The proficiency of the analytical procedure was established by successful participation in the CDC UIC quality assurance EQUIP [18] program and German External Quality Assessment Scheme, G-EQUAS [19].

Statistical analysis

Wilcoxon nonparametric nonpaired tests were used to compare the urinary iodine levels between boys and girls and to compare the urinary iodine levels of children consuming specific foods/water (filtered water, bottled water, fish, cheese, milk) to those who do not consume them. These tests were used since the iodine levels were not normally distributed. Odds ratio of having a UIC in the upper vs the lower tertile in children that consumed iodized salt compared to those who didn’t consume iodized salt was calculated, and in children who consumed non-filtered water/filtered water compared to those who didn't.

Ecological analysis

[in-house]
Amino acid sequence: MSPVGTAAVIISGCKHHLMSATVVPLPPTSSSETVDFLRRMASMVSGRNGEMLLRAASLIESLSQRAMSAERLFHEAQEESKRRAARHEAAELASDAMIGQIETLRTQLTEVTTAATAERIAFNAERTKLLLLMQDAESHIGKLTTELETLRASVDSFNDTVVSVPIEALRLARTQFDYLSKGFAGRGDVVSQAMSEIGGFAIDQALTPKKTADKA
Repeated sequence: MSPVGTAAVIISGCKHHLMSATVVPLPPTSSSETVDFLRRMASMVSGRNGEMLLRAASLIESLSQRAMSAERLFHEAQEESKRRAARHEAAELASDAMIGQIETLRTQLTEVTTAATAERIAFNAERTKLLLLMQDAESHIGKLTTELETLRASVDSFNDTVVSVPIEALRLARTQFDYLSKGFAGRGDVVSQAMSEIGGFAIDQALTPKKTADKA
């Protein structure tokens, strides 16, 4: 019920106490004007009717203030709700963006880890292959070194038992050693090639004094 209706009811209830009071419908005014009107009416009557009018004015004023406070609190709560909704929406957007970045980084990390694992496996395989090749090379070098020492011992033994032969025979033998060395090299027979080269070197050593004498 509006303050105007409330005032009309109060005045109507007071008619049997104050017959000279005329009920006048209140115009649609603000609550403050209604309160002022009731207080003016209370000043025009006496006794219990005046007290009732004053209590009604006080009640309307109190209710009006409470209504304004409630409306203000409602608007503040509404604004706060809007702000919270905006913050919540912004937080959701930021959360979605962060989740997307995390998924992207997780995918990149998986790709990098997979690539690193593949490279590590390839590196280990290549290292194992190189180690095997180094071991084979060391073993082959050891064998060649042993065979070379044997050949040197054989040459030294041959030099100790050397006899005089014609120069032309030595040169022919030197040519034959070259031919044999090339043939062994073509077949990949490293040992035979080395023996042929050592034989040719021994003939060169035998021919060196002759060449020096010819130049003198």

An international ecological analysis was performed comparing Israel’s median UIC level to those reported for other countries with similar levels of desalinated water per capita. In addition, fortification policies of Israel and other nations of similar desalination levels were compared, in order to examine whether USI policy might be a significant factor in determining national iodine levels. Data published in the 2020 Global Scorecard of Iodine Nutrition published by the Iodine Global Network was used [8]. This scorecard reports the most recent measurement of median urinary iodine levels (µg/L) in SAC for each nation that has such data available. Additionally, AQUASTAT database of the Food and Agriculture Organization (FAO) of the United Nations (UN) was used to obtain data on the total amount of desalinated water produced by each nation (m3) [20]. In order to retrieve data on desalinated water per capita, UN World Population Prospects was used to acquire data on the estimated population of each nation for the year that their desalinated water production was measured [21]. After calculating desalinated water per capita, countries in the analysis were included with per capita desalinated water intake ≥ 1 m3 per year and with population size above 150,000. Due to some discrepancies between the year that iodine was reported and the year that desalinated water was measured, a maximum cutoff of an eight year difference was set.